In this long journey it is noticeable, as I like to point out, that the exercise of sovereign prerogatives has always been linked to its hospital service and military action in defence of the faith, and that these goals represent a constant in the sources of the Order's legal system, from the time of the Regula of 1145 to its present Constitutions. The revisions of the Regula are incorporated in the Code de Rohan, forming the basis of the Constitutional Charter of 1961, still in force.
A sinistra in alto, Sua Altezza Eminentissima, Fra’ Angelo de Mojana, 77° Principe e Gran Maestro, deceduto il 18 gennaio 1988, promotore del Programma Furure Strategie dell’Ordine.
Al centro, Roma. Villa Magistrale. I Membri del Consiglio Compito di Stato si recano in processione alla Sala del Consiglio per procedere all’elezione del Principe e Gran Maestro, Fra’ Andrew Bertie, avvenuta l’8 aprile 1988.
A destra, S.A.Em.ma Fra’ Andrew Bertie insieme con il Gran Cancelliere Amb. Conte Don Carlo Marullo di Condojanni, durante l’Udienza per gli auguri del Corpo Diplomatico presso l’Ordine, il 14 gennaio 2000.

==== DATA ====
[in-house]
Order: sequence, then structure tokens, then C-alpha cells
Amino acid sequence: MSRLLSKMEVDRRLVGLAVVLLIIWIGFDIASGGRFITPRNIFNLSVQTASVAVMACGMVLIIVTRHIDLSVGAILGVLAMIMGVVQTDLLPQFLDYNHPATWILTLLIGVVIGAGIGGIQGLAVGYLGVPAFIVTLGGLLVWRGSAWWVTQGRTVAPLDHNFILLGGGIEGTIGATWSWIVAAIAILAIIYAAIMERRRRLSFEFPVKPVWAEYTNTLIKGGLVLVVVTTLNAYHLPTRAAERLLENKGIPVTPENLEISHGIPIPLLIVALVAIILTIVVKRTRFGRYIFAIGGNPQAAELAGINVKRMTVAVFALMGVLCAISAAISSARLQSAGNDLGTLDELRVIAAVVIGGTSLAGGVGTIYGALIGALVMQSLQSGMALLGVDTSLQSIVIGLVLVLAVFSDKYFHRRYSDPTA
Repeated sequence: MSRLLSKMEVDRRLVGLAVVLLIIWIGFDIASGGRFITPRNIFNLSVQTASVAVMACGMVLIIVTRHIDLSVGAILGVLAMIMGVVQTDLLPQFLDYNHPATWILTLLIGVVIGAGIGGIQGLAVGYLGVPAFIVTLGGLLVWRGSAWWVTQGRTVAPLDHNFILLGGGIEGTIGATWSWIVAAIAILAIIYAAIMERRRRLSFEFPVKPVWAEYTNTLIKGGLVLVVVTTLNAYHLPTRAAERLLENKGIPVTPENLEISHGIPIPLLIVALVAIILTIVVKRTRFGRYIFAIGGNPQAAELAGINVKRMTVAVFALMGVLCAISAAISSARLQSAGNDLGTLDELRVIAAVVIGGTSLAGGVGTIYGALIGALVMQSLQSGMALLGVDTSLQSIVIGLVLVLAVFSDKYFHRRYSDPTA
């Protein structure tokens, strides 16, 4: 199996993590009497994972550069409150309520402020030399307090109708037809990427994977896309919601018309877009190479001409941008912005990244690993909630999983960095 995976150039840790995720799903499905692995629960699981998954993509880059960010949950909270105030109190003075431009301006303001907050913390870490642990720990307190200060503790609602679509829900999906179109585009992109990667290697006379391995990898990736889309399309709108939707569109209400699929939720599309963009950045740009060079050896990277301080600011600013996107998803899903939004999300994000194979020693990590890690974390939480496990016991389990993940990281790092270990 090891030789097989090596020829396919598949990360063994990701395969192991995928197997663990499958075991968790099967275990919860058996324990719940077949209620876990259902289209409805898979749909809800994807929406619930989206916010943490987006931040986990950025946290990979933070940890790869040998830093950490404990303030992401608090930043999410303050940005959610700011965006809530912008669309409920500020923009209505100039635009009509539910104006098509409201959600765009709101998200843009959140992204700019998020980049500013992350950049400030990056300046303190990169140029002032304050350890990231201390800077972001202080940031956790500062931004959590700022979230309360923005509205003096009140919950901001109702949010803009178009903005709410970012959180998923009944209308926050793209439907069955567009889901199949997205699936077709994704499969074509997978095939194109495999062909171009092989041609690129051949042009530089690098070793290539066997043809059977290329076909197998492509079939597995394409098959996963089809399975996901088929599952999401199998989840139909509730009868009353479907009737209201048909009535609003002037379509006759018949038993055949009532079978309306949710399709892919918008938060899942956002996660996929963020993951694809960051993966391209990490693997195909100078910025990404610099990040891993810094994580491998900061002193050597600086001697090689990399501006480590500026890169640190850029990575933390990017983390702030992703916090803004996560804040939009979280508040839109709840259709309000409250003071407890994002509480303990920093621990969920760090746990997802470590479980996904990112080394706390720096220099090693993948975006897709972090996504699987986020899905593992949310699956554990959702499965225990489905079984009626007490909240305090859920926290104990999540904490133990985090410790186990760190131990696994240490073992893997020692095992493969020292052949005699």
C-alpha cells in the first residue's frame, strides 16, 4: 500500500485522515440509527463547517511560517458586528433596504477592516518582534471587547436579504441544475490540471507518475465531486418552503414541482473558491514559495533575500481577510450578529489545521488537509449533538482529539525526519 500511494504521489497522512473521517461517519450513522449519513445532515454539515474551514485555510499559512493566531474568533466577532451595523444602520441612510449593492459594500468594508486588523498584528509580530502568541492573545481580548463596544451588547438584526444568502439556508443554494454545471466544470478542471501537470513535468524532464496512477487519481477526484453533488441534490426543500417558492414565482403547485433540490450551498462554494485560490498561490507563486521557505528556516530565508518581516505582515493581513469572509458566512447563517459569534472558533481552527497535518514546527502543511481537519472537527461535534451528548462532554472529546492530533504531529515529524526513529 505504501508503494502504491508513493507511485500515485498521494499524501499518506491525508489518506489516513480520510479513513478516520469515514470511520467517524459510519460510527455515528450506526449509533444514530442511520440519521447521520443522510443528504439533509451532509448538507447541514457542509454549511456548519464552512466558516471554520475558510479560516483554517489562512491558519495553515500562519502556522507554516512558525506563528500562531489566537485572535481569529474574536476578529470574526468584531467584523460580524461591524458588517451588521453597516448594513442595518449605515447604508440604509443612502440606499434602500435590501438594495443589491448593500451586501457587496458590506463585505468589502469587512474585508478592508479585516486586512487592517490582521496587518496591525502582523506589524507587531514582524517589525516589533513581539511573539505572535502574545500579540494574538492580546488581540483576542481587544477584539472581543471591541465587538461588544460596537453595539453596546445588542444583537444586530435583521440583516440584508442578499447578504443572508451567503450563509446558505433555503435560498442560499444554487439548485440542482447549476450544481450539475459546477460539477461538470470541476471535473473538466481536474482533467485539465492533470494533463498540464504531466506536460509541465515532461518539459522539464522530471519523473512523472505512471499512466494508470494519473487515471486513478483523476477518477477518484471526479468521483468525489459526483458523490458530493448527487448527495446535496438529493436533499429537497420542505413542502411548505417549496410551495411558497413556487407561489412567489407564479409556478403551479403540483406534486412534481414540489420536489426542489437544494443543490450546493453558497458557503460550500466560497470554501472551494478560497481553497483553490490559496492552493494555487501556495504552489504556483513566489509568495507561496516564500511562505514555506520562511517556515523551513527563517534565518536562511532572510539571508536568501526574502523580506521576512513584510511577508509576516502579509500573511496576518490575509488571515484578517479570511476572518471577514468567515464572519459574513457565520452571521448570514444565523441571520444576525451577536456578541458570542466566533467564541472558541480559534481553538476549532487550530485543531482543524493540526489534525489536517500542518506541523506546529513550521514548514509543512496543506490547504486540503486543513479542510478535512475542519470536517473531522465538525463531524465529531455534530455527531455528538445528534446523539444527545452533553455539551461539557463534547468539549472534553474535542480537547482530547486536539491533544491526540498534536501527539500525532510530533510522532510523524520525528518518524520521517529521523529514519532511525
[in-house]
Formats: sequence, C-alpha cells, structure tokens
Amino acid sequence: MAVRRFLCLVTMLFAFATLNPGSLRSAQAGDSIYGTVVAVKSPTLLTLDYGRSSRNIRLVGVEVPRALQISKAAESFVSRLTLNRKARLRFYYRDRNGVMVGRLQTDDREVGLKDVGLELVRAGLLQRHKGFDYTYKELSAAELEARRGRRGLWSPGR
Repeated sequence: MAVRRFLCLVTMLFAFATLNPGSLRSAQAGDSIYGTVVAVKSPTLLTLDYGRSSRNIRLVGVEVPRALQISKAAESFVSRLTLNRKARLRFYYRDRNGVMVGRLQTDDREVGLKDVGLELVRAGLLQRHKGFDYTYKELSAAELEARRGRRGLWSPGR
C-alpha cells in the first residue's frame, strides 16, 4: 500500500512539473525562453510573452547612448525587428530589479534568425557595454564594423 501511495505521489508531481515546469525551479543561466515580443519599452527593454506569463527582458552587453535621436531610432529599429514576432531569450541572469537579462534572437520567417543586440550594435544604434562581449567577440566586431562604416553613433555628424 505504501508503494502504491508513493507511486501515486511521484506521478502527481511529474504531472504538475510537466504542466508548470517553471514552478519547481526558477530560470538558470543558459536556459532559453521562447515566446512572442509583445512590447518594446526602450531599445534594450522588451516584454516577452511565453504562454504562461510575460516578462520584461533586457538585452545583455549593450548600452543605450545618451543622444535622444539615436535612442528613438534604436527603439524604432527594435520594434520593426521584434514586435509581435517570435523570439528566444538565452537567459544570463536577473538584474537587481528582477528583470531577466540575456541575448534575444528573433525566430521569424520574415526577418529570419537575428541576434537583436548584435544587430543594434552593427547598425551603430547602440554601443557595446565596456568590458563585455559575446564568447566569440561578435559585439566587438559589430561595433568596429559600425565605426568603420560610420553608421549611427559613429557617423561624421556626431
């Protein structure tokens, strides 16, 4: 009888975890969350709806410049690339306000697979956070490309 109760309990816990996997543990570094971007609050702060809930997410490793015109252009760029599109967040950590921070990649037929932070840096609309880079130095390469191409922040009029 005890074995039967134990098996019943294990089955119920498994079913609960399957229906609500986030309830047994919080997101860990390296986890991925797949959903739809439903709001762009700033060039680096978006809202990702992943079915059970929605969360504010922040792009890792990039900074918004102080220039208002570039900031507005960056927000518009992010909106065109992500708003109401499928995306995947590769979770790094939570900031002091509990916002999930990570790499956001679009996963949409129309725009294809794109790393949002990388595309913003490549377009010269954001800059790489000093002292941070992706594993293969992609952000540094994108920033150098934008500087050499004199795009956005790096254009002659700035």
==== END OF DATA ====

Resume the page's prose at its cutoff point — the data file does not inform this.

Rome. Magistral Villa on the Aventine Hill. H.M.E.H. the Prince and Grand Master, Frà Andrew Bertie, during the solemn audience for the Diplomatic Corps to give their greeting.
In basso, Roma. Palazzo Magistrale. I membri capitolari, provenienti da ogni parte del mondo, durante una delle sedute del Capitolo Generale; vi hanno preso parte i Cavalieri di Giustizia e i responsabili degli Organismi Nazionali dell'Ordine.
Rome. Magistral Palace. Capitular members from all over the world during one of the sessions of the Chapter General; Knights of Justice and heads of the Order's National bodies were present.
In 1987, Grand Master de Mojana was far-sighted enough to welcome the idea put forward by many presidents of the Order's national associations for organising a seminar, which took place - the Grand Master having died in the meantime - on 2, 3 and 4 December 1988 in Magliana Castle in Rome. It was inaugurated by his successor, the present Grand Master Fra' Andrew Bertie, who has given constant encouragement in the pursuit not only of new forms of religious testimonies, but also charitable and welfare ones. The theme of the Rome seminar was the Future Strategies of the Order, and subsequent meetings continued the work initiated by that now historic occasion, giving birth to six study commissions: Spirituality - Hospital Service and Welfare Activities; Civil Defence and First Aid; International Aid; International Fund Raising; Communications; Emblems - Sponsorship.